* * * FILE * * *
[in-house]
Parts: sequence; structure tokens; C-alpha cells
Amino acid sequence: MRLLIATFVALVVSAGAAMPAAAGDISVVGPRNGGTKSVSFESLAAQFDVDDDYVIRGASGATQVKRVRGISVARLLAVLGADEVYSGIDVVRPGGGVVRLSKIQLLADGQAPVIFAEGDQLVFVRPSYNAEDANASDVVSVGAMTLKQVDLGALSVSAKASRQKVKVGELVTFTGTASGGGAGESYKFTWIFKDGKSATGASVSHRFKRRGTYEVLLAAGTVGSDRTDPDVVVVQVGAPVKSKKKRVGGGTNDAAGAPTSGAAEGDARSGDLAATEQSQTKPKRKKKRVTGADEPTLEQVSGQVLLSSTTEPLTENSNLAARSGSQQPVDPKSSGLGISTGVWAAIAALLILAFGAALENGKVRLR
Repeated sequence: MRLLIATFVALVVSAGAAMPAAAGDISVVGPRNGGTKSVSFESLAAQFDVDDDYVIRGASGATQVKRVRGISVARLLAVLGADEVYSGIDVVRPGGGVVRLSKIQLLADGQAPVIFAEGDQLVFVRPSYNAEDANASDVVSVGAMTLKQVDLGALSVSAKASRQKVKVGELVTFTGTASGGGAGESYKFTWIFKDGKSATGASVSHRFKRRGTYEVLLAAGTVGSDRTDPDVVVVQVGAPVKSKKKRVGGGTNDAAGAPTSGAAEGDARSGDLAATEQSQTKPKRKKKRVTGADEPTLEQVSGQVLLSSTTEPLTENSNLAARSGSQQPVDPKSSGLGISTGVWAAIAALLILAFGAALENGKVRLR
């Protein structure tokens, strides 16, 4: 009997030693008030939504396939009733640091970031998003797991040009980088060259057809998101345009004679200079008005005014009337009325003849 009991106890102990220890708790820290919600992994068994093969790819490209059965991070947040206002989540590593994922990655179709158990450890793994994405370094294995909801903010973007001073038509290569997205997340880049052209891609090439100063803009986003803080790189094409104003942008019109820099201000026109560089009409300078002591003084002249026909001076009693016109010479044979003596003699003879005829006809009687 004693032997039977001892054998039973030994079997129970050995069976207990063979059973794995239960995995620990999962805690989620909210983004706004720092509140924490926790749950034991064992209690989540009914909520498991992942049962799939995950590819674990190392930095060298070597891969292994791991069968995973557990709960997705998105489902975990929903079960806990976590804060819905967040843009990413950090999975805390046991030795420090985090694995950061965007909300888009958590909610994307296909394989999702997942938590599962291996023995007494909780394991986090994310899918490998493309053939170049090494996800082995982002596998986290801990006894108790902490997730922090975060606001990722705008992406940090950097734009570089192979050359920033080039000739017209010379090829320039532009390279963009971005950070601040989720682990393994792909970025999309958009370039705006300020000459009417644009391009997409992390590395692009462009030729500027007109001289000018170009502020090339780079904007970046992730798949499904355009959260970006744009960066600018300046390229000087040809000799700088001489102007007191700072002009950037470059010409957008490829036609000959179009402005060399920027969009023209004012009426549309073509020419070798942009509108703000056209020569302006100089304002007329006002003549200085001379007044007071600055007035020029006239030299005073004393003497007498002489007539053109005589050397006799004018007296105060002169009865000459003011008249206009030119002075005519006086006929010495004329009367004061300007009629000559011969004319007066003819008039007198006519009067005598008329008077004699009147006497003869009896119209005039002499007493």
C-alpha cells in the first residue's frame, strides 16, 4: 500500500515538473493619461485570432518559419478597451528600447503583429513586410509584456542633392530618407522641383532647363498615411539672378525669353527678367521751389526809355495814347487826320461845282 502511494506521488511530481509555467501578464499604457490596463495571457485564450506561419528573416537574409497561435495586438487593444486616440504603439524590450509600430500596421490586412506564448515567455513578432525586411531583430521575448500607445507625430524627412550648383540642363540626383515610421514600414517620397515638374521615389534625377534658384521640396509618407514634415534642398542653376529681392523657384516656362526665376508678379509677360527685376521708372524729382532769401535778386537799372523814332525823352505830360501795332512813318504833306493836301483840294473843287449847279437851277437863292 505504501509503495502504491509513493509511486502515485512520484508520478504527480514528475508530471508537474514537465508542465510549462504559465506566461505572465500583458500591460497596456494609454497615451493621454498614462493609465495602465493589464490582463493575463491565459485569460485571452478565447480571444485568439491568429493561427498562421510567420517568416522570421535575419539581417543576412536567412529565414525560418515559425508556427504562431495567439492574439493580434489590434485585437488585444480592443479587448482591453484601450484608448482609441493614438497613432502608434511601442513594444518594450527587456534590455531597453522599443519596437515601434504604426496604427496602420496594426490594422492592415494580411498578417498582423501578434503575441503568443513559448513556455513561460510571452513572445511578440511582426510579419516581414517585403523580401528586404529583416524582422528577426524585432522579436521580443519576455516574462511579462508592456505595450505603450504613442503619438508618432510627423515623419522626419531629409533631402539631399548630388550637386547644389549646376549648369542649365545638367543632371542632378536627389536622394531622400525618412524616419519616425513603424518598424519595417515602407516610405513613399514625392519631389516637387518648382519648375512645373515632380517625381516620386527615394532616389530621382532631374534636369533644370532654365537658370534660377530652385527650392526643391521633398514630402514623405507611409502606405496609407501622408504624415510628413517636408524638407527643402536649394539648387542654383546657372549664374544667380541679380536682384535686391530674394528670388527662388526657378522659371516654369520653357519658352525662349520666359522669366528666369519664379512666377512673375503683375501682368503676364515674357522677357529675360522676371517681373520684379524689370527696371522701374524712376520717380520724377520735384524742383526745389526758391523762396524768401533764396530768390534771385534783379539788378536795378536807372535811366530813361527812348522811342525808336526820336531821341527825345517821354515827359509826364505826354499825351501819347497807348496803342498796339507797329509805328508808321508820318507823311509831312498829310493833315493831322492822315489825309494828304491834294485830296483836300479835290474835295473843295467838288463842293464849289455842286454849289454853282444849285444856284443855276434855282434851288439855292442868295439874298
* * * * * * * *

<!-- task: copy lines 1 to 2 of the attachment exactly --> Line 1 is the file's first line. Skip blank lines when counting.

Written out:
[in-house]
Parts: sequence; structure tokens; C-alpha cells